EAY191-N4 is a sub-study of the ComboMATCH treatment trial for people that have recurrent or persistent ovarian and endometrial cancers with a RAS pathway mutation. The ComboMATCH registration trial studies show how well treatment that is directed by genetic testing works in treating patients with solid tumors that have spread to nearby tissue or lymph nodes (locally advanced) or have spread to other places in the body (advanced) and have progressed on at least one line of standard systemic therapy or have no standard treatment option that has been shown to prolong overall survival.
EAY191-N4 will test if the drug selumetinib or the combination of selumetinib and the drug olaparib will help improve outcomes for patients whose cancer has RAS pathway genetic changes.
More information about this particular study is located on ClinicalTrials.gov
Are you interested in joining the study? Find a participating location
Below, you can find FAQs about clinical research and this particular clinical trial.
There is currently no agreed upon approach for treating cancers with the genetic changes that you have, RAS pathway mutation. The usual approach for patients who are not in a study is treatment with either surgery, radiation, or with drugs. Sometimes combinations of these treatments are used. Your doctor can explain which treatment may be best for you. These treatments can reduce symptoms and may stop the tumor from growing for several months or more.
The usual approach for patients with recurrent ovarian cancer who are not in a study is treatment with single agent chemotherapy. FDA-approved medicines for recurrent ovarian cancer that is no longer responding to carboplatin include pegylated liposomal doxorubicin, topotecan or weekly paclitaxel. For patients with low grade serous ovarian cancer, hormonal regimens may also be used. None of these medicines have been shown to help patients with recurrent ovarian cancer live longer.
The usual approach for patients with recurrent endometrial cancer is platinum-based chemotherapy or hormonal therapy. In the second line, FDA-approved medicines for recurrent endometrial cancer include pembrolizumab and dostarlimab, which are immune check point inhibitors, for tumors that have a marker called microsatellite instability, or a combination of pembrolizumab and a medicine called lenvatinib for tumors that do not have that marker. These medicines have been shown to help patients with recurrent endometrial cancer live longer and should be considered before participating in this trial. For patients who get the usual approach for this cancer, about 18 out of 100 are free of cancer after 5 years.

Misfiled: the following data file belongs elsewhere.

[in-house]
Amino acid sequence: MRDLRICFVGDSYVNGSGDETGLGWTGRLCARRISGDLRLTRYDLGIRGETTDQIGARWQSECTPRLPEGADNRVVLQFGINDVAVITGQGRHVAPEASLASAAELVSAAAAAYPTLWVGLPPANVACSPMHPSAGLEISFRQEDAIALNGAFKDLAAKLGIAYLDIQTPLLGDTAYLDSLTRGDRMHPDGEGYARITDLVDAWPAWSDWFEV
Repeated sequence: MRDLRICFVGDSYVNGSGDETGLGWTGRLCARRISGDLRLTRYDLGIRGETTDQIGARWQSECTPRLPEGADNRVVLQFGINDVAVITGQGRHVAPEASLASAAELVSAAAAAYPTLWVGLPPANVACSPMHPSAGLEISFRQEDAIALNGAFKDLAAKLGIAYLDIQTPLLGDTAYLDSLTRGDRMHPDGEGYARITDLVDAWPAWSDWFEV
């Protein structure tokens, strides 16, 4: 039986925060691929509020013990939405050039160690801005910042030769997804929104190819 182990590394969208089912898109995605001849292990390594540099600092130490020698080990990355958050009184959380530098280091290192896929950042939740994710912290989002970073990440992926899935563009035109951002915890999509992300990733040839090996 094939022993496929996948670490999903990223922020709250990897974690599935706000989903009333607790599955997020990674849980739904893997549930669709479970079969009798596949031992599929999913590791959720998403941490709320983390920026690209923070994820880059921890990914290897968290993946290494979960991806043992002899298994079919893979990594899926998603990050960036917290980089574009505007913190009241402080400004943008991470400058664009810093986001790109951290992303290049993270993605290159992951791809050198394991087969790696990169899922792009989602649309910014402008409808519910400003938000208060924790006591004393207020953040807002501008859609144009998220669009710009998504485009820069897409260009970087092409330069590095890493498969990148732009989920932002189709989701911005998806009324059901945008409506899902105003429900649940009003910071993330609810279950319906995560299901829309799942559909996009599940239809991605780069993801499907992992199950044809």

Talk to your insurance provider and make sure that you understand what your insurance pays for and what it doesn’t pay for if you take part in this clinical trial. Also, find out if you need approval from your plan before you can take part in the study.
You will not be paid for taking part in this study.
Doctors and researchers conduct a clinical study, also called a “clinical trial,” to find better ways to prevent, diagnose, or treat an illness. NRG Oncology is supported by the National Cancer Institute (NCI) and runs clinical studies specifically for patients with cancer or to prevent cancer. Most clinical studies test something we know against something we don’t know. In all situations, these studies are strictly evaluated before they are allowed to be offered to any patient. The study is designed to answer the question that we do not know the answer to, so that current and future patients may have better treatments or information than what we currently have. There are different types of clinical studies that might be available for patients. For more information see “Types of Clinical Trials” and “Phases of Clinical Trials”.
Patients who volunteer to take part in a clinical study are followed closely by their health care professionals and members of the research team. For more information see “Research Team Members”.
At NRG Oncology, we focus on conducting clinical studies aimed to improve current cancer care practices and the lives of cancer patients. NRG Oncology partners with more than 1,300 member sites world-wide to research ways to improve treatment standards in the cancer community. Our organization is supported primarily through grants from the National Cancer Institute (NCI) and is one of five research groups in the NCI's National Clinical Trial's Network.